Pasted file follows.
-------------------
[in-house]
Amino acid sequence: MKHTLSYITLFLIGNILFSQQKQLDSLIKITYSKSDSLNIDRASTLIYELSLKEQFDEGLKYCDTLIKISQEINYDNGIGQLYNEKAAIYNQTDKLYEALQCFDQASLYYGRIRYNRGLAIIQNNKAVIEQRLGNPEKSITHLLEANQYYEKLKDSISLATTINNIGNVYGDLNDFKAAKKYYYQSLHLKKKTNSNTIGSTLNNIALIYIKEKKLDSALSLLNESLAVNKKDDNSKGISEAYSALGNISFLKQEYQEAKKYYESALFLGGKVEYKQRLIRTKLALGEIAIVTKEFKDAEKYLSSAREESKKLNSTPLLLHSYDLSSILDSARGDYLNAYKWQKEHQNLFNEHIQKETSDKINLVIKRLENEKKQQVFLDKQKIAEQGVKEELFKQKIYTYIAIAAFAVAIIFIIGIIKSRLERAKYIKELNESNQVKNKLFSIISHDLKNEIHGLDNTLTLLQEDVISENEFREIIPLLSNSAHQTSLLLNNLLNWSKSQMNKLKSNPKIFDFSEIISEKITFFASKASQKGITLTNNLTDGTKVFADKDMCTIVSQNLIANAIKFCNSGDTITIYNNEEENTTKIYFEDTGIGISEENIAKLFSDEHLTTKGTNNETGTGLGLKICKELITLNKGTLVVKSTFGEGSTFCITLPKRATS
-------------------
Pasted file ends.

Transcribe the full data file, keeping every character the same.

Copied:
[in-house]
Amino acid sequence: MKHTLSYITLFLIGNILFSQQKQLDSLIKITYSKSDSLNIDRASTLIYELSLKEQFDEGLKYCDTLIKISQEINYDNGIGQLYNEKAAIYNQTDKLYEALQCFDQASLYYGRIRYNRGLAIIQNNKAVIEQRLGNPEKSITHLLEANQYYEKLKDSISLATTINNIGNVYGDLNDFKAAKKYYYQSLHLKKKTNSNTIGSTLNNIALIYIKEKKLDSALSLLNESLAVNKKDDNSKGISEAYSALGNISFLKQEYQEAKKYYESALFLGGKVEYKQRLIRTKLALGEIAIVTKEFKDAEKYLSSAREESKKLNSTPLLLHSYDLSSILDSARGDYLNAYKWQKEHQNLFNEHIQKETSDKINLVIKRLENEKKQQVFLDKQKIAEQGVKEELFKQKIYTYIAIAAFAVAIIFIIGIIKSRLERAKYIKELNESNQVKNKLFSIISHDLKNEIHGLDNTLTLLQEDVISENEFREIIPLLSNSAHQTSLLLNNLLNWSKSQMNKLKSNPKIFDFSEIISEKITFFASKASQKGITLTNNLTDGTKVFADKDMCTIVSQNLIANAIKFCNSGDTITIYNNEEENTTKIYFEDTGIGISEENIAKLFSDEHLTTKGTNNETGTGLGLKICKELITLNKGTLVVKSTFGEGSTFCITLPKRATS